Cybersecurity firm Kaspersky has released its annual report on ransowmare attacks worldwide in 2019. According to the report, based on publicly available statistics, public organizations in at least 174 different cities around the world were victims of ransomware attacks.
This represents an increase of around 60% in
the number of affected cities recorded in 2018. The report also mentions that
the ransoms demanded by threat actors can range from $5k USD to $5 million USD.
It should be mentioned that the bigger the ransom demanded, the more
complications ransomware victims faced, especially when they are small
One of the aspects discussed in this work is
the role that cybersecurity teams of affected organizations play during the
incident response, which in conjunction with the not-so-recent policies against
cybersecurity incidents have changed in some measure the approach taken by
companies in combating ransomware, as well as the costs of recovering an attack
have been modified.
However, the most decisive factor for the costs
of a ransomware infection is the decision whether or not to pay the ransom. A
clear example is the city of Baltimore,
in the US. A few months ago the city suffered an encryption malware infection
and, after refusing to pay a ransom of a few hundred thousand dollars, the city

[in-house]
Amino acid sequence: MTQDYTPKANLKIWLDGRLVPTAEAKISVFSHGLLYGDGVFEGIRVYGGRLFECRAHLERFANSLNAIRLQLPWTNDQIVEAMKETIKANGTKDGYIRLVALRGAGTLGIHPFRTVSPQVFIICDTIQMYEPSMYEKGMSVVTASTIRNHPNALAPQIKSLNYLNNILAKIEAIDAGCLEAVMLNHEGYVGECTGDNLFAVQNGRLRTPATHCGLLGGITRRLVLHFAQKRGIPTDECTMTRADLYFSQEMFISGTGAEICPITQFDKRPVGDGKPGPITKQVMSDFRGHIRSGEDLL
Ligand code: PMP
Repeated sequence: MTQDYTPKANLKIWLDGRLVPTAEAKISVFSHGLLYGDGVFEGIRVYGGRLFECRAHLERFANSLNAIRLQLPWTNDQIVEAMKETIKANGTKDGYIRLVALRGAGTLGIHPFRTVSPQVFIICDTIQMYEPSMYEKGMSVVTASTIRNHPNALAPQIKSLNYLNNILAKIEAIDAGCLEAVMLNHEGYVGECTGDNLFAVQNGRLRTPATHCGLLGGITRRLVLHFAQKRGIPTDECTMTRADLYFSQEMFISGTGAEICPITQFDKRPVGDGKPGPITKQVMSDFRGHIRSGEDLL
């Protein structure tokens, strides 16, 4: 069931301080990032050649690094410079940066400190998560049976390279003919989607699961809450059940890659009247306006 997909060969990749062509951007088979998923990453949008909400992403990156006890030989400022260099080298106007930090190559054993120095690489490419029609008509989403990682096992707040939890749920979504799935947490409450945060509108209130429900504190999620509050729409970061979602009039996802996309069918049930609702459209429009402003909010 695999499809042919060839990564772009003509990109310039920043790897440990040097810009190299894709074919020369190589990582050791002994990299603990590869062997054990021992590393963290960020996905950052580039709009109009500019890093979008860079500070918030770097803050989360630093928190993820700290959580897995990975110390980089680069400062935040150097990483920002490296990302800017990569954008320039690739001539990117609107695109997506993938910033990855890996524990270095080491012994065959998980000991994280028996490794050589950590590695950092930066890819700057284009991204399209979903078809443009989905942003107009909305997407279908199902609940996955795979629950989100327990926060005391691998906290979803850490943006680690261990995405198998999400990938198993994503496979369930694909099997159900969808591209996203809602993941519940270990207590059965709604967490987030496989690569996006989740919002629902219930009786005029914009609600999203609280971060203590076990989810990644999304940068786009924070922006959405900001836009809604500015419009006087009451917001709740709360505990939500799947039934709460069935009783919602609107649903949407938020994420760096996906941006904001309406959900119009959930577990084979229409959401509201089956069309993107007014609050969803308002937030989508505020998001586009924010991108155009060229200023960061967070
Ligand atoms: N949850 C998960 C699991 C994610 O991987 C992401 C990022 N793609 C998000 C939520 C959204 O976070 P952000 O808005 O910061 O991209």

government began its recovery process, which was implemented with multiple
failures, which elevated the recovery costs to $18 million.
Attack scenarios also vary depending on the
affected city. One of the main scenarios relates to the use of remote access to
a system without proper protections, although the most important figures still
belong to two factors: social engineering campaigns and unauthorized access to
software without update, cybersecurity experts say.
In addition to local governments, one of the
new favorite targets of threat actors is hospitals and other medical services
organizations. According to the International Institute of Cyber Security
(IICS), more than 7% of ransomware attacks recorded globally in 2019 occurred
in public and private health care organizations.
He is a well-known expert in mobile security and malware analysis. He studied Computer Science at NYU and started working as a cyber security analyst in 2003. He is actively working as an anti-malware expert. He also worked for security companies like Kaspersky Lab. His everyday job includes researching about new malware and cyber security incidents. Also he has deep level of knowledge in mobile security and mobile vulnerabilities.